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19. Problems with Credit. The 20/10 Rule. The 20/10 Rule is a plan to limit the use of credit to no more than 20 percent of your yearly take-home pay, with payments of no more than 10 percent of monthly take home pay.

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Problems with credit


Problems with Credit

The 20 10 rule
The 20/10 Rule

  • The 20/10 Rule is a plan to limit the use of credit to no more than 20 percent of your yearly take-home pay, with payments of no more than 10 percent of monthly take home pay.

    • Mortgage loans and monthly payment commitments for housing are not included in these limits.

    • However, all other types of borrowing are included in the limits of the 20/10 Rule.

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A credit payment plan
A Credit Payment Plan

  • A credit payment plan is a record of your debts and a strategy for paying them off.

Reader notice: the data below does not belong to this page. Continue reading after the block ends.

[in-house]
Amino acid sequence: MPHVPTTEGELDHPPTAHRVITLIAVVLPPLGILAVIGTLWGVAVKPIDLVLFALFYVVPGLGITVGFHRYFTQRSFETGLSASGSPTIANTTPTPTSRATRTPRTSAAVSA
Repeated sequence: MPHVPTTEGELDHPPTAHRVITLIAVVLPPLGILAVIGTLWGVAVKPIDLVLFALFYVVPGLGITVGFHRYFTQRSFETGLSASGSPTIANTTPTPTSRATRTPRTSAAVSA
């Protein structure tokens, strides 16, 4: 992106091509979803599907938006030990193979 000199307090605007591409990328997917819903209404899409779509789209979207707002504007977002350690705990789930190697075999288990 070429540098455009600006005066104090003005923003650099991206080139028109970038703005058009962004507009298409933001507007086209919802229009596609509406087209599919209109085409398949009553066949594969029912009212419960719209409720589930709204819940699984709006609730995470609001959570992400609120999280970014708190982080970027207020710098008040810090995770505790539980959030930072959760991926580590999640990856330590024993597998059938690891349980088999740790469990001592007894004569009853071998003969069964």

• List all debts, with enough information to analyze which ones should be paid off first.

    • Focus on paying one off at a time, while making only minimum payments on others.

    • As one gets paid off, shift your focus to the next priority.

  • A credit payment plan works best when you are responsible and do not incur new debt.

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Legal recourse
Legal Recourse

  • When credit problems arise that cannot be solved by your own actions or through assistance, the final step for relief is bankruptcy.

  • When you are bankrupt, you are unable to meet your bills.

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What is bankruptcy
What Is Bankruptcy?

  • Bankruptcy is a legal process that relieves debtors of the responsibility of paying their debts or protects them while they try to repay.

    • When you declare bankruptcy, you are said to be insolvent.

    • This means you have insufficient income and assets to pay your debts.